Shared priorities

While there is no playbook for solving the climate crisis, CCI has been exploring what’s already working – and there are good examples to learn from. 

In Chicago, climate justice nonprofit Elevate Energy is demonstrating the economic and health benefits of decarbonizing homes. In South Stockton, a diverse, environmentally burdened neighborhood in California’s Central Valley, the Greenlining Institute mobilized a coalition of community-based organizations to deploy funding from California’s Transformative Climate Communities program for energy and water efficiency upgrades and tree-planting projects. 

In Buffalo, New York, the Sewer Authority worked with public, private, and nonprofit partners to create a water equity roadmap and issue the nation’s largest Environmental Impact Bond for green stormwater infrastructure projects that reduce flooding, create jobs and beautify neighborhoods. And in Eastern Kentucky, Invest Appalachia is providing catalytic capital for long-term flood recovery and climate resilience.

There is real urgency in organizing demand for capital to meet the needs of local communities. The Bipartisan Infrastructure Law, CHIPS and Science Act, and Inflation Reduction Act (IRA) together comprise a massive investment that is poised to inject new resources into historically disinvested communities on the front lines of the climate crisis. 

Of particular note, the IRA authorized $27 billion to launch a new EPA Greenhouse Gas Reduction Fund and $22 billion in additional funding for state-level climate action. The Environmental Protection Agency, which administers the program, will award competitive grants to nonprofits with an eye towards leveraging private capital for clean energy and pollution reduction projects in low-income communities.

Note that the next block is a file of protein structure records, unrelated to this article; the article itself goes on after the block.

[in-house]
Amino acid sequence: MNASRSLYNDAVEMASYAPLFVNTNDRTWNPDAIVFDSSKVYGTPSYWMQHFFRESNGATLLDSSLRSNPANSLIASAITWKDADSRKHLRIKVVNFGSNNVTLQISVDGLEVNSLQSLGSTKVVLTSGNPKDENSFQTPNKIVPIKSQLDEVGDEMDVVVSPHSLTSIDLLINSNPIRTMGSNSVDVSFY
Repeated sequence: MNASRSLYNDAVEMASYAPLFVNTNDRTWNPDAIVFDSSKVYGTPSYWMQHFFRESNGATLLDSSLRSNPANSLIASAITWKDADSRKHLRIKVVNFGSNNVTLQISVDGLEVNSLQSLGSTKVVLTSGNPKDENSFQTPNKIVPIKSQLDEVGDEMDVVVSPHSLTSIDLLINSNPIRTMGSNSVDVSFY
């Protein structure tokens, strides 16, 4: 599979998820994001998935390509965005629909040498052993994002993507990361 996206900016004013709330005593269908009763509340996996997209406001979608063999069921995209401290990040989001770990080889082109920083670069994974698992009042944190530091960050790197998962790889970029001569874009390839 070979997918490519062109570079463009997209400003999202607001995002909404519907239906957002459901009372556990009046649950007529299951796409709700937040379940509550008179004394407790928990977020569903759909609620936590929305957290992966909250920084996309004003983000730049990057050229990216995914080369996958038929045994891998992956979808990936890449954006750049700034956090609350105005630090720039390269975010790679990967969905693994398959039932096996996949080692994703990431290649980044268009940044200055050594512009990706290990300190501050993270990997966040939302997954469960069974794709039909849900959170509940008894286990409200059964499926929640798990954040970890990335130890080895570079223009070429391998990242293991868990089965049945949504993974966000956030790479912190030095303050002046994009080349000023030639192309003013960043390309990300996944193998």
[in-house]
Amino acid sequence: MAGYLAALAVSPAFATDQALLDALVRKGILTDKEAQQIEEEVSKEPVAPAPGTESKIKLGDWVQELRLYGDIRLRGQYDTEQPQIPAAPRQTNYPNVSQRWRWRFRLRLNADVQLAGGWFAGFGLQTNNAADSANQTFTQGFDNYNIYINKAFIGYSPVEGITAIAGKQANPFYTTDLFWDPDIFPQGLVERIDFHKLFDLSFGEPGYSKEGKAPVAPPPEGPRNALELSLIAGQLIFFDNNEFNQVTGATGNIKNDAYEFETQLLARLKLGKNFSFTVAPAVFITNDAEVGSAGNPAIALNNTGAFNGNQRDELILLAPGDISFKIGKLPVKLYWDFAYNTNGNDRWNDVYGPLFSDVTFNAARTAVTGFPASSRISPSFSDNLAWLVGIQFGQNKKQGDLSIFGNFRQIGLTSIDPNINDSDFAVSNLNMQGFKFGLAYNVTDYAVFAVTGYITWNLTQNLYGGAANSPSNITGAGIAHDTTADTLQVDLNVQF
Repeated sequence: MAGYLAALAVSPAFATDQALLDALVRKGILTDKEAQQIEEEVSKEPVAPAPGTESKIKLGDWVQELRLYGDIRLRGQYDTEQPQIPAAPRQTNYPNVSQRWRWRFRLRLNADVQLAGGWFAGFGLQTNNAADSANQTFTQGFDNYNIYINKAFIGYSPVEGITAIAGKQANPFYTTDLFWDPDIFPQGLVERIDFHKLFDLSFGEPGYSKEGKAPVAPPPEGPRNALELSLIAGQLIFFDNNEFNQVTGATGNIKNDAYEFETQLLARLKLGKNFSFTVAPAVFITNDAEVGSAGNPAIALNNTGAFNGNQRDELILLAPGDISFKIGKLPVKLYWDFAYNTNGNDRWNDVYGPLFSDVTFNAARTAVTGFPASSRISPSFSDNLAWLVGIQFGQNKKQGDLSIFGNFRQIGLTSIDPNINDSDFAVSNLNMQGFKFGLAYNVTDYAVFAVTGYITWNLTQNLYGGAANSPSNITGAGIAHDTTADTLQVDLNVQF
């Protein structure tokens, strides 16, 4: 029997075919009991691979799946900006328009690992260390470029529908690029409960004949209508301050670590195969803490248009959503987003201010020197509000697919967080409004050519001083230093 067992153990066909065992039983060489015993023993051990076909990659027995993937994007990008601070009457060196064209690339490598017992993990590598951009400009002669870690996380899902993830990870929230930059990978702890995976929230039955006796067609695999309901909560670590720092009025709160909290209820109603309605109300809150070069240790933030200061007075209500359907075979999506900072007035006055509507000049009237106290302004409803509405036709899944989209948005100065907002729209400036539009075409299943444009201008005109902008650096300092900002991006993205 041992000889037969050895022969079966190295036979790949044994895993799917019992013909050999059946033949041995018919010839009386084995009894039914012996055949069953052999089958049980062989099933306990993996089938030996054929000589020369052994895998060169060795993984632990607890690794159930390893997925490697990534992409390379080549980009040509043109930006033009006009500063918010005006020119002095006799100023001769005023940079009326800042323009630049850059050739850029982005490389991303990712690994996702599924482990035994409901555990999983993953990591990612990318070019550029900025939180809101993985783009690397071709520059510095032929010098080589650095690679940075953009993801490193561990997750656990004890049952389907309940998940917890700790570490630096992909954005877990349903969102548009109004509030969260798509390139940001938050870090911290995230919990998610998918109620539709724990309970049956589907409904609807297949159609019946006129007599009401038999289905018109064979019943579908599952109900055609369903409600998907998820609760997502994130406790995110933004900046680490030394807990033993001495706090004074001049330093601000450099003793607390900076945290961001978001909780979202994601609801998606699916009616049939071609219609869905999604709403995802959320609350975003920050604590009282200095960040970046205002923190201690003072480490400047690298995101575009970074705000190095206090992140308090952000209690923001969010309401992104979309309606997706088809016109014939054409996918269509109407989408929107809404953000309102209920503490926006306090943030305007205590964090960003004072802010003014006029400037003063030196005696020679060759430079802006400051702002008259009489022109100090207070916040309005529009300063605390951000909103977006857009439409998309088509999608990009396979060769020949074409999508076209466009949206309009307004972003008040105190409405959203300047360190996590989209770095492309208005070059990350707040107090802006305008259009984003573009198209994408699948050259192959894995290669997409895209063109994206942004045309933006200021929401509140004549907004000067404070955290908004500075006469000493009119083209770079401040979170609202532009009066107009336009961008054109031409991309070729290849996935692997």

Just as significant, the Biden-Harris administration’s Justice40 initiative has made an explicit commitment to delivering at least 40% of the benefits of clean energy and infrastructure investments to “disadvantaged communities.” These resources are already flowing and communities that have done the work to define shared priorities and develop a pipeline of projects will be best positioned to access these funds.

The EPA is expected to release its final Notices of Funding Opportunity for the Greenhouse Gas Reduction Fund expected in the coming weeks.   

The program will prioritize application submissions that demonstrate meaningful engagement with vulnerable communities. Existing networks and multi-sector collaboratives may be a solution to maximize impact to these communities. Together, we can ensure that investments in resilience and decarbonization meet the most pressing needs in our communities today and into the future.


Maggie Super Church is an urban planner, designer, and innovator with more than two decades of experience leading interdisciplinary and cross-sector teams to build healthy, inclusive and thriving neighborhoods and cities. She is a consultant to the Center for Community Investment  helping formulate its strategy for climate resilience and justice.

John Moon is a participant in the Center for Community Investment’s Field Catalyst program. He is SVP Sustainability Philanthropy Leader at Wells Fargo and has extensive public and private sector experience, focused on the intersection of racial equity, investments, climate, and health including work at the Federal Reserve, Living Cities, municipal government, and Fleetbank. 

The views and opinions expressed are those of the authors and do not necessarily reflect the official position of Wells Fargo and the Center for Community Investment.